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questionText: task.questionText,
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imagePath: task.path,
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correctAnswer: task.correctAnswer
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}
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});
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round.addStage({
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name: "response",
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displayName: "Response",
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durationInSeconds: 120
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});
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round.addStage({
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name: "social",
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displayName: "Social Information",
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durationInSeconds: 120
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});
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})
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});
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In Round.jsx

We can access the stage information (including the name) within the app, so we're going to modify Round.jsx to display the SocialExposure component only when stage.name === "social".
Modify the <SocialExposure {...this.props} /> part with this code:
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{
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stage.name === "social" && (
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<SocialExposure {...this.props} />
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)
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}
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So that your Round.jsx file looks like this:
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import React from "react";
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import PlayerProfile from "./PlayerProfile.jsx";
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import SocialExposure from "./SocialExposure.jsx";
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import Task from "./Task.jsx";
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export default class Round extends React.Component {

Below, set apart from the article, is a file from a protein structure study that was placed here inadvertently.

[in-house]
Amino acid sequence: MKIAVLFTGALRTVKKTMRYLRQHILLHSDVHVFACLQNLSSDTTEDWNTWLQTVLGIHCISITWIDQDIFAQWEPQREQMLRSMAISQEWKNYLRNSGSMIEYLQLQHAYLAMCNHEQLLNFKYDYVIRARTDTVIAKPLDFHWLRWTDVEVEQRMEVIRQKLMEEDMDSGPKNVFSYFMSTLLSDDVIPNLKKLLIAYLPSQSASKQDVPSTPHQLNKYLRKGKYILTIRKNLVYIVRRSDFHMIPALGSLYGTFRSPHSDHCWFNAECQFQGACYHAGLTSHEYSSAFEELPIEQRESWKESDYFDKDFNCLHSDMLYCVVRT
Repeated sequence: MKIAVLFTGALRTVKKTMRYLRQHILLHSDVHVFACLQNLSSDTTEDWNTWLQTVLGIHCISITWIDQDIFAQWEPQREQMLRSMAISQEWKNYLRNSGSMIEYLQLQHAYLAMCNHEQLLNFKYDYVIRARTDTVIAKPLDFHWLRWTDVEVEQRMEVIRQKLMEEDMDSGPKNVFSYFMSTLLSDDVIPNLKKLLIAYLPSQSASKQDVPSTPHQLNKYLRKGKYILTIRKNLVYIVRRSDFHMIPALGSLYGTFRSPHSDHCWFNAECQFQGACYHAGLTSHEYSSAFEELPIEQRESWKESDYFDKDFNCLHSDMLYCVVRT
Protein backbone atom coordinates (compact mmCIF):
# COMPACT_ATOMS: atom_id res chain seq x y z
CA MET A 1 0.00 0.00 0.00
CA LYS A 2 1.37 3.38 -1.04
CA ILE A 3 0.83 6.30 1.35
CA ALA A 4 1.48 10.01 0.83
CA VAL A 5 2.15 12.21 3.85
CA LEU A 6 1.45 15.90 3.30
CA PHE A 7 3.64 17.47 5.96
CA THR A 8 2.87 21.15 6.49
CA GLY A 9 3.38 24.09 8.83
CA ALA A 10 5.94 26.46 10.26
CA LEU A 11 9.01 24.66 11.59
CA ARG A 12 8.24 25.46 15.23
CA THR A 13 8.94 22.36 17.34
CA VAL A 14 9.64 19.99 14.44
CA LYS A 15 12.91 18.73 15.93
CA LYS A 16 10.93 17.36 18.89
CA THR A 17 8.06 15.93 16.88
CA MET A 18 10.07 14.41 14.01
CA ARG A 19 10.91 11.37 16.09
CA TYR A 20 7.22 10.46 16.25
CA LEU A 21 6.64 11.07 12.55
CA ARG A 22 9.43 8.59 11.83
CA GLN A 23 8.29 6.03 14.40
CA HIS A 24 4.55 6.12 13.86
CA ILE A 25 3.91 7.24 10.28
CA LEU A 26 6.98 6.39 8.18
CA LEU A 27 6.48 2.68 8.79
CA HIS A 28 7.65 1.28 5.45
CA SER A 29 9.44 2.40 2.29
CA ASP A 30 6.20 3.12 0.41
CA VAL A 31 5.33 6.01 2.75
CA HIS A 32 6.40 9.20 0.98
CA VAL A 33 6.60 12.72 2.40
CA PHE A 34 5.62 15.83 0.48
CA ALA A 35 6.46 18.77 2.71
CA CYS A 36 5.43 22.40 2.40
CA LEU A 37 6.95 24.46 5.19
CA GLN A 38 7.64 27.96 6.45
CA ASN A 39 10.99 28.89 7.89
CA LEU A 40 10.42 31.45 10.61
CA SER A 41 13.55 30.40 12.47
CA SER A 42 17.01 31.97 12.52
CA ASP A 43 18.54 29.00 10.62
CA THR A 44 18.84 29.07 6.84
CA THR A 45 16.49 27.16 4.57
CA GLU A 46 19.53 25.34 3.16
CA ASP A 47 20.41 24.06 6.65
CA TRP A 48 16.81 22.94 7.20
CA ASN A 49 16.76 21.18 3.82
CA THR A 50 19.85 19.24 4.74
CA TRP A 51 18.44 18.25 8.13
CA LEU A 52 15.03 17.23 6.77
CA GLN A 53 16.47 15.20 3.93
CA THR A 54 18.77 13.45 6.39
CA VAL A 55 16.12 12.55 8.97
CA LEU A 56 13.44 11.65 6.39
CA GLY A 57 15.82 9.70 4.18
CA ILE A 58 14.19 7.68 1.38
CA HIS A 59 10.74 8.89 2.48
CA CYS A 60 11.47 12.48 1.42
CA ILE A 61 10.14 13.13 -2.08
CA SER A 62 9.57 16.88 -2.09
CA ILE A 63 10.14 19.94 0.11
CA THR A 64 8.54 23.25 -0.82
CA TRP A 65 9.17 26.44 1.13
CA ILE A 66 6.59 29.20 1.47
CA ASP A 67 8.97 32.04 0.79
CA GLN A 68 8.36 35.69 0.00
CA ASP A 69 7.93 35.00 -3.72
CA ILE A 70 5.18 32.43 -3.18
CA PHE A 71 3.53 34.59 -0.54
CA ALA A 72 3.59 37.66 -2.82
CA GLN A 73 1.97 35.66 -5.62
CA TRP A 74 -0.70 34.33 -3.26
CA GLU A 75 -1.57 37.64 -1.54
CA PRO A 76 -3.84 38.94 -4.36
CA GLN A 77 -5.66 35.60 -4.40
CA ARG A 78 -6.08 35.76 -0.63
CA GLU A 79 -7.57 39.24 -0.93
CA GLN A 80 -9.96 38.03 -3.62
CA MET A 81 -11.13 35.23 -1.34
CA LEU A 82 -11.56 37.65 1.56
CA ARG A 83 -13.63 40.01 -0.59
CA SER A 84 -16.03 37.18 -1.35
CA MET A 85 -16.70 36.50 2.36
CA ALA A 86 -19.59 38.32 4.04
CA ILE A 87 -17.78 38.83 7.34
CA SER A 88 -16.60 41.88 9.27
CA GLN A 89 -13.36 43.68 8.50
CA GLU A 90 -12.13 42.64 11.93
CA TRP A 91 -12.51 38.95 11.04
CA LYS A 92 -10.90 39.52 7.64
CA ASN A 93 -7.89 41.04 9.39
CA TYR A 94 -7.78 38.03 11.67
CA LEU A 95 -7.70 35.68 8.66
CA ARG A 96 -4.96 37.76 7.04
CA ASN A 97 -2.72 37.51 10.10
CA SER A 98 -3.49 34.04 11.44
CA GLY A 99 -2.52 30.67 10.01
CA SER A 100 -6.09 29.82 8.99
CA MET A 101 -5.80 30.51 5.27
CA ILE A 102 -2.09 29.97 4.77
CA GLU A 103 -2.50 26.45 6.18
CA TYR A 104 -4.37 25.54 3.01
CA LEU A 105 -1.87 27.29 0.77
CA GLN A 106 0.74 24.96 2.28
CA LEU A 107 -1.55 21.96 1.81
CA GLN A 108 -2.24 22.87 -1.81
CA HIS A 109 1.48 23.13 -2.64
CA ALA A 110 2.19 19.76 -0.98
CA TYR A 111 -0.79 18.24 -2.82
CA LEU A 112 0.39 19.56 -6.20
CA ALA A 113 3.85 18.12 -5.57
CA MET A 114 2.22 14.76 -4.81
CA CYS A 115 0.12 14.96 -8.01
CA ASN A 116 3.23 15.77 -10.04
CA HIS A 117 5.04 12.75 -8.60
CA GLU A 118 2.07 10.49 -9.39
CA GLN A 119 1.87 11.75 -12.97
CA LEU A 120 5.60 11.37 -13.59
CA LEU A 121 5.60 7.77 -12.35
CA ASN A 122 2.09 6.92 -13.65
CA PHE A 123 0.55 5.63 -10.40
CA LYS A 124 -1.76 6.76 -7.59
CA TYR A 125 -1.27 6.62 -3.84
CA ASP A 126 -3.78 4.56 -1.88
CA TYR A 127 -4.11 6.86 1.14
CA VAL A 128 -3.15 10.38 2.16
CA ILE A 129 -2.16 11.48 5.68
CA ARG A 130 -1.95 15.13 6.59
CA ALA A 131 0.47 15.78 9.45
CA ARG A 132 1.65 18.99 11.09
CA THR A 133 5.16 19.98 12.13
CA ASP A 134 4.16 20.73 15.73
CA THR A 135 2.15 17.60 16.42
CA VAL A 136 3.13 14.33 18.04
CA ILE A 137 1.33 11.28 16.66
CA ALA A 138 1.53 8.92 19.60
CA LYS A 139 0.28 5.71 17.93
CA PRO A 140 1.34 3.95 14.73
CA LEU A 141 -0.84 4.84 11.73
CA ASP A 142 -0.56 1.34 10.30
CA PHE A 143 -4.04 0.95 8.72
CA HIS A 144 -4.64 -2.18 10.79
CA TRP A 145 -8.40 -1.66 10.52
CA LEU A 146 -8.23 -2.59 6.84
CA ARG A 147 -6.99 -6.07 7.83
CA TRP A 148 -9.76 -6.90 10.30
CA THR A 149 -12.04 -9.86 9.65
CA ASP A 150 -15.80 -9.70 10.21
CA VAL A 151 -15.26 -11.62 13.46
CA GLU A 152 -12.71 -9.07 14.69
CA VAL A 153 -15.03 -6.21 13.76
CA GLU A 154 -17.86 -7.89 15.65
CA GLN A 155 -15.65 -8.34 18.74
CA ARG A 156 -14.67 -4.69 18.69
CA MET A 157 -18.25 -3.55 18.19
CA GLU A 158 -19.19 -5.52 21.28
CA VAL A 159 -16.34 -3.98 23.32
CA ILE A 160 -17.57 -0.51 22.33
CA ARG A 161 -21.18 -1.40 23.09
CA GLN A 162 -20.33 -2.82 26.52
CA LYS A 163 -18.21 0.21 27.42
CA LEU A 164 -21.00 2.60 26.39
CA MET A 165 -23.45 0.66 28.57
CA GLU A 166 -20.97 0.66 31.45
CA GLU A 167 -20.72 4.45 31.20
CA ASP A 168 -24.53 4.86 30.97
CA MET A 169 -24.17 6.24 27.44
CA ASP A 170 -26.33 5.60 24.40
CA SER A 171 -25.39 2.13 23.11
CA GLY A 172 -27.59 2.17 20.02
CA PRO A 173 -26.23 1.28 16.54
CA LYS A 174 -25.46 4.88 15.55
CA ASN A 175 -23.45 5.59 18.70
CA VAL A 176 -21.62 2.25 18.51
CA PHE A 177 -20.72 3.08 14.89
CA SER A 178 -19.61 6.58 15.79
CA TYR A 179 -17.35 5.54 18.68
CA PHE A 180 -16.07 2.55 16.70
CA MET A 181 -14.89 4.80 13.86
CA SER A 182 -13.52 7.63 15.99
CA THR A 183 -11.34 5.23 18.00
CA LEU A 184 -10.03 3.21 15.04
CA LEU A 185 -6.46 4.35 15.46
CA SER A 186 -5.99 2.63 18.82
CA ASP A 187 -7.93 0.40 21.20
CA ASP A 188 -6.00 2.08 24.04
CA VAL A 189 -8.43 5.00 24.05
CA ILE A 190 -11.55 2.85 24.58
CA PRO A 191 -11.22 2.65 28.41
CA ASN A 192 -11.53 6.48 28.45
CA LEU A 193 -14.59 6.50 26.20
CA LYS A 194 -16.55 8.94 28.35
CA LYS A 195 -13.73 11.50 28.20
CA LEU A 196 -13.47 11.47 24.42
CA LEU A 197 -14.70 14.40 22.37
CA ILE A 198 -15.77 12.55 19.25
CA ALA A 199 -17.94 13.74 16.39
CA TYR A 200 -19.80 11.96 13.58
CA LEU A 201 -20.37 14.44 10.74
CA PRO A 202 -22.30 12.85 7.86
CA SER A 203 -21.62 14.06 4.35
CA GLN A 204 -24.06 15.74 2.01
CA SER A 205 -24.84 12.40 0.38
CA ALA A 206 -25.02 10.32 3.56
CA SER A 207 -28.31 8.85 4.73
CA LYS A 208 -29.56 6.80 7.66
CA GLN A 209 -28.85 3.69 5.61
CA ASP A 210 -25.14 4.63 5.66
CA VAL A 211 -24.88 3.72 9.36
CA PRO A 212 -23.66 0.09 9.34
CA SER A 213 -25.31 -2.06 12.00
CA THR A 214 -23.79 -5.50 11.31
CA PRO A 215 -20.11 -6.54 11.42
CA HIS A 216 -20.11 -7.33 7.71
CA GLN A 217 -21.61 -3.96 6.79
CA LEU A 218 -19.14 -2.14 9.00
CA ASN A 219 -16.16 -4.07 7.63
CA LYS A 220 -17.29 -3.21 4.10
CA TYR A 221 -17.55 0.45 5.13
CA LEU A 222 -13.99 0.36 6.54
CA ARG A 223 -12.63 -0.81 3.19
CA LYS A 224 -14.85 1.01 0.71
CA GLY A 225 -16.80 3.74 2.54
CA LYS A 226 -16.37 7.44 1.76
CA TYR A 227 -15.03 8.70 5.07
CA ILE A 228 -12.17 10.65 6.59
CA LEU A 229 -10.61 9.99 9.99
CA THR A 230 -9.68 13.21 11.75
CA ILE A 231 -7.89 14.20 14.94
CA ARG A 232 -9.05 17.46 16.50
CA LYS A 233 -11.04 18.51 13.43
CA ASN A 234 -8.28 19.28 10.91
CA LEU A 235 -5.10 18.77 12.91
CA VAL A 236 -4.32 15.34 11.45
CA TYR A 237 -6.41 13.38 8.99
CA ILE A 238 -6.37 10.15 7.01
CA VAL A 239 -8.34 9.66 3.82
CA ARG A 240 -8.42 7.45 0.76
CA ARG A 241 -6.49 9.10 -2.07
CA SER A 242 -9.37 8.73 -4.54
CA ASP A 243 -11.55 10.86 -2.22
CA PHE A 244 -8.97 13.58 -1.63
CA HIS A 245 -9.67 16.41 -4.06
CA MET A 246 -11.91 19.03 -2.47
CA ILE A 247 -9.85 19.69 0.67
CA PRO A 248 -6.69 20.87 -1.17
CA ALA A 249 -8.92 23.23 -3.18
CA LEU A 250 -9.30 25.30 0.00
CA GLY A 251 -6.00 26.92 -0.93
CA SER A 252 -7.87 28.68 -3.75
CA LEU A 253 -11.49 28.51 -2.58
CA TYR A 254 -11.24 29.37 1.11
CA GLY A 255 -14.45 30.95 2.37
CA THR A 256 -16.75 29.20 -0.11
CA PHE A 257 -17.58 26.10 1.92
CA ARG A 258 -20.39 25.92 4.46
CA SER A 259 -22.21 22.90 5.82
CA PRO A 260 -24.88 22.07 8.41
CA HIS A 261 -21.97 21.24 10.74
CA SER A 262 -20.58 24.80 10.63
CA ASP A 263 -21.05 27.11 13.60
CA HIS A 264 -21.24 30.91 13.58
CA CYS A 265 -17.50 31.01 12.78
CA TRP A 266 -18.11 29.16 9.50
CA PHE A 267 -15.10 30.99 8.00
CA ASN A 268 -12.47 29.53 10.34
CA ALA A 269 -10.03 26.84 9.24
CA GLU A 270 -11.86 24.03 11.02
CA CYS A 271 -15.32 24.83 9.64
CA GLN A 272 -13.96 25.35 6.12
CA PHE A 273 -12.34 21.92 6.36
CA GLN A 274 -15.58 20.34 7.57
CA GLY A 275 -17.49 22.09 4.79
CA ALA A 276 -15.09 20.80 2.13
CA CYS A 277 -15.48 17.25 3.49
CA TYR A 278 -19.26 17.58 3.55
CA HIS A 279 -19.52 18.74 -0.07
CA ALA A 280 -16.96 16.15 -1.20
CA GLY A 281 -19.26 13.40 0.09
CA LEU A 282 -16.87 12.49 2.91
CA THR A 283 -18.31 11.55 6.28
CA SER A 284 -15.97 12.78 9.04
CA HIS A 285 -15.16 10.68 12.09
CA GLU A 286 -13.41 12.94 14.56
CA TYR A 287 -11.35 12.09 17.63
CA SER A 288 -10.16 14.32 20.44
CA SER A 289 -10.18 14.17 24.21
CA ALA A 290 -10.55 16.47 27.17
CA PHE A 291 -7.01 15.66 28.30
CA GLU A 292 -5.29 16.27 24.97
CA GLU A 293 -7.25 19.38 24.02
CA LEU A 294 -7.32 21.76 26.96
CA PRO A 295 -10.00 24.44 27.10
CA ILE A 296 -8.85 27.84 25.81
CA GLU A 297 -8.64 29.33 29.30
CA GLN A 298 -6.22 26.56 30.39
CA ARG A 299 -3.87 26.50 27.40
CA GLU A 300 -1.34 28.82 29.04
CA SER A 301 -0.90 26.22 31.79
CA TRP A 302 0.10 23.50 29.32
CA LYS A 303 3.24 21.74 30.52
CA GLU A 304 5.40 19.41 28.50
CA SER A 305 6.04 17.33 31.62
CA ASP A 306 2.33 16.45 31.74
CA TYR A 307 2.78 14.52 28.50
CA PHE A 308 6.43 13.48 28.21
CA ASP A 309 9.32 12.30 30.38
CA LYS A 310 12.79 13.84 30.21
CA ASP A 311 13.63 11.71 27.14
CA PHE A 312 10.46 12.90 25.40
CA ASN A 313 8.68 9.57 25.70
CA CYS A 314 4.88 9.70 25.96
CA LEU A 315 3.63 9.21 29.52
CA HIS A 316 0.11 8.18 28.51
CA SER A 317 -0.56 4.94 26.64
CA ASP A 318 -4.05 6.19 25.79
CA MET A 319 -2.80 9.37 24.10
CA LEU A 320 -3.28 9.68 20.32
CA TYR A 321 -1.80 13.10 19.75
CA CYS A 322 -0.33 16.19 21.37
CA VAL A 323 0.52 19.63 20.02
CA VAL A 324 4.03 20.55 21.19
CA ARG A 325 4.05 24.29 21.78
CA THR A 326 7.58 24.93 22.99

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render() {
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const { round, stage, player, game } = this.props;
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return (
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<div className="round">
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<div className="content">
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<PlayerProfile player={player} stage={stage} game={game} />
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<Task game={game} round={round} stage={stage} player={player} />
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{
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stage.name === "social" && (
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<SocialExposure {...this.props} />
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)
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}
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</div>
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</div>
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);
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}
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}
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In SocialExplosure.jsx

Finally, we'll modify SocialExposure.jsx .
We're going to remove the slider element, since we are not using that in this example, and just show the number:
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renderSocialInteraction(otherPlayer) {
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// Get the value or return NA if no value was entered
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const value = otherPlayer.round.get("value") ?? "NA";
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return (
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<div className="alter" key={otherPlayer._id}>
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<img src={otherPlayer.get("avatar")} className="profile-avatar" />